The Government has published a new blueprint to help recover primary care services, to improve access to care, better support patients to manage their own health and modernise general practice for the future.
The Primary Care Recovery Plan sets out actions that will mean millions of patients will access faster care for their health needs from their local pharmacy and GP surgery.
The plan includes investing the equivalent of £35,000 per practice to provide new technology for GPs, to make it easier to get through and get a response on the same day. The Government will invest in better phone systems, so people don’t get engaged tones, and invest in easier digital access so that many more issues can be dealt with online, freeing up phone lines for those who need to call.
An additional £645 million will be invested to enable pharmacists to provide treatment for common conditions. Pharmacists will be able to supply prescription-only medicines for ear pain, severe sore throat, skin infections and urinary infections.
Furthermore, around £37,000 per practice will be freed up through cutting back targets, improving communication between GPs and hospitals, and reducing GPs having to do work that non-GPs can do. Patients will also now be able to self-refer for some services, including physiotherapy, hearing tests, and podiatry, without seeing their GP first.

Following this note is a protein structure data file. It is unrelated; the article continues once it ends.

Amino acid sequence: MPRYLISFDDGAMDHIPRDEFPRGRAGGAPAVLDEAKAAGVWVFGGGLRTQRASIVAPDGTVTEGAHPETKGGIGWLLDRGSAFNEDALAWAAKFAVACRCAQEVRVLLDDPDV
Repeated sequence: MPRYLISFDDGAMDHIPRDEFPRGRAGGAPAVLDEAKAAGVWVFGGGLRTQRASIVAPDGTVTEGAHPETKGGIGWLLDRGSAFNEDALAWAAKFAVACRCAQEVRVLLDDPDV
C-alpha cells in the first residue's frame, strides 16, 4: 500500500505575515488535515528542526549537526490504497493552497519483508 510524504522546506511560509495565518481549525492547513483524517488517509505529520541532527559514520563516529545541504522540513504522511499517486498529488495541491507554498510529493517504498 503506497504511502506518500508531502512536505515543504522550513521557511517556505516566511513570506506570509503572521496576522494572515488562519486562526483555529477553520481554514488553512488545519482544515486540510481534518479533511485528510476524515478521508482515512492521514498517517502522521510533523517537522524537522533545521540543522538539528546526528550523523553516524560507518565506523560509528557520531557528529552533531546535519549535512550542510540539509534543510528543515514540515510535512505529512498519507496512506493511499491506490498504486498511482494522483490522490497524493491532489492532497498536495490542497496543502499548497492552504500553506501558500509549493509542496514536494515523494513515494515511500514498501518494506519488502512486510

Finally, the Government will ensure that we have an extra 26,000 clinicians and 50 million extra appointments by March 2024. The forthcoming NHS workforce plan will set out plans to expand GP training. We’re helping retain senior GPs by reforming pension rules, lifting 8,900 GPs out of annual tax charges. Tens of thousands more people will be at lower risk of a heart attack or stroke, with the NHS more than doubling the number of people able to access blood pressure checks in their local pharmacy – 2.5 million, up from 900,000 carried out last year.
The actions set out in this plan are expected to free up around 15 million GP appointments over the next two years for patients who need them most and support primary care services to continue to adapt and innovate.
The Primary Care Recovery Plan announced earlier this week will make it quicker and easier to get GP appointments when you need them.
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— Department of Health and Social Care (@DHSCgovuk) May 14, 2023
This article was first published in The Forester newspaper.